ViNT: A Foundation Model for Visual Navigation

UC Berkeley

ViNT is a goal-conditioned navigation policy trained on diverse, cross-embodiment training data, and can control many different robots in zero-shot. It can also be efficiently fine-tuned, or adapted, to new robots and downstream tasks.


General-purpose pre-trained models ("foundation models") have enabled practitioners to produce generalizable solutions for individual machine learning problems with datasets that are significantly smaller than those required for learning from scratch. Such models are typically trained on large and diverse datasets with weak supervision, consuming much more training data than is available for any individual downstream application.

In this paper, we describe the Visual Navigation Transformer (ViNT), a foundation model that aims to bring the success of general-purpose pre-trained models to vision-based robotic navigation. ViNT is trained with a general goal-reaching objective that can be used with any navigation dataset, and employs a flexible Transformer-based architecture to learn navigational affordances and enable efficient adaptation to a variety of downstream navigational tasks. ViNT is trained on a number of existing navigation datasets, comprising hundreds of hours of robotic navigation from a variety of different robotic platforms, and exhibits positive transfer, outperforming specialist models trained on singular datasets.

ViNT can be augmented with diffusion-based subgoal proposals to explore novel environments, and can solve kilometer-scale navigation problems when equipped with long-range heuristics. ViNT can also be adapted to novel task specifications with a technique inspired by prompt-tuning, where the goal encoder is replaced by an encoding of another task modality (e.g., GPS waypoints or routing commands) embedded into the same space of goal tokens. This flexibility and ability to accommodate a variety of downstream problem domains establishes ViNT as an effective foundation model for mobile robotics.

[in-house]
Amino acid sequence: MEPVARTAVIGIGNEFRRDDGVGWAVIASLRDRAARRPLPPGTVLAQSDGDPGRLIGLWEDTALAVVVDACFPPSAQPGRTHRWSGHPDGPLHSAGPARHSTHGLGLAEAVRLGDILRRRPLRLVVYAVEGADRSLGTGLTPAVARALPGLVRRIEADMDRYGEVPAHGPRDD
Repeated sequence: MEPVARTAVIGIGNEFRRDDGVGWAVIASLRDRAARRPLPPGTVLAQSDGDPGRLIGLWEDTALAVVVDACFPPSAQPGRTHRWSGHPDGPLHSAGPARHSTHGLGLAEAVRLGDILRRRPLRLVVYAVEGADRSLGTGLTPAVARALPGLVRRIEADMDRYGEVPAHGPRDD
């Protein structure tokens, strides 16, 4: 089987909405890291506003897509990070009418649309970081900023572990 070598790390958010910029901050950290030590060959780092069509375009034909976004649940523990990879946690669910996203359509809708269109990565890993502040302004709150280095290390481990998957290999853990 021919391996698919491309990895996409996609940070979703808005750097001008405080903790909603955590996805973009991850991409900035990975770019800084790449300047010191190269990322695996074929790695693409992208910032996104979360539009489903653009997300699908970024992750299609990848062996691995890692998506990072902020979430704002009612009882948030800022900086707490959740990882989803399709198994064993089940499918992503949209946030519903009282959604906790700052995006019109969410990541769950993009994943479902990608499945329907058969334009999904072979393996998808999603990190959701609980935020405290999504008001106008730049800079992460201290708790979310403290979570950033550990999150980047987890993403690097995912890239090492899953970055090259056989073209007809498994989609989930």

Summary Video

ViNT Architecture

ViNT uses a Transformer-based architecture to encode (current and past) visual observations and goals using an EfficientNet CNN, and predicts temporal distance and normalized actions in an embodiment-agnostic manner.

ViNT architecture

Search Overview

ViNT can explore previously unseen environments by employing a topological graph-based global planner. An image-to-image diffusion model proposes diverse exploration targets which are spatially grounded using ViNT (yellow), and scored using a goal-directed heuristic h. Subgoals are added to the topological graph and executed using the ViNT policy.

Overview of heuristic-guided search with ViNT

Long-Range Navigation with Context

ViNT can solve long-range navigation problems when equipped with a long-range heuristic. Here, we show ViNT solving a 1.5km navigation problem in a previously unseen environment, using a heuristic that estimates the distance to the goal using a pre-trained depth model.

To further show the different exploration behaviors supported by ViNT, here we deploy a locobot to explore an office floor from the same starting point but with two different position goals to guide the search. Starting from the same position, the different goals lead the robot to two different parts of the building, and both trajectories succeed in reaching their goals.

Adaptation to Downstream Tasks

Beyond its core functionality as an image goal-conditioned model, the strong navigational priors learned by ViNT can be adapted to a variety of downstream tasks, beyond navigating to image goals, by fine-tuning part or all of the model in novel environments or with new modalities of data.

ViNT fine-tuning
ViNT can transfer navigational affordances to novel tasks (40% success in zero-shot), and efficiently masters the task (80% success) with less than 1 hour of fine-tuning data. ViNT fine-tuning outperforms a specialist model trained with 5✕ data.
ViNT adaptation
ViNT can easily be adapted to other common forms of goal-specification by learning a mapping from the desired goal modality to the ViNT goal token.
This allows ViNT to be adapted to a variety of new robots, environments, objectives, and goal modalities. One such example is the massively out-of-distribution task of controlling a car in a simulated urban environment (ViNT was only trained on real data), for the task of lane-keeping, and with high-level routing commands (ViNT was only trained to reach image goals).

Emergent Behaviors

Implicit Navigation Preferences

ViNT exhibits implicit preferences for following paved roads and narrow hallways while searching previously unseen environments, enabling efficient exploration.

Robustness to Dynamic Pedestrians

ViNT can successfully navigate around a crowd of dynamic pedestrians and reach the goal behind them, despite its simple self-supervised training objective.


  author    = {Dhruv Shah and Ajay Sridhar and Nitish Dashora 
               and Kyle Stachowicz and Kevin Black and Noriaki Hirose and Sergey Levine},
  title     = {{ViNT: A Foundation Model for Visual Navigation}},
  journal   = {arXiv pre-print},
  year      = {2023},
  url       = {},
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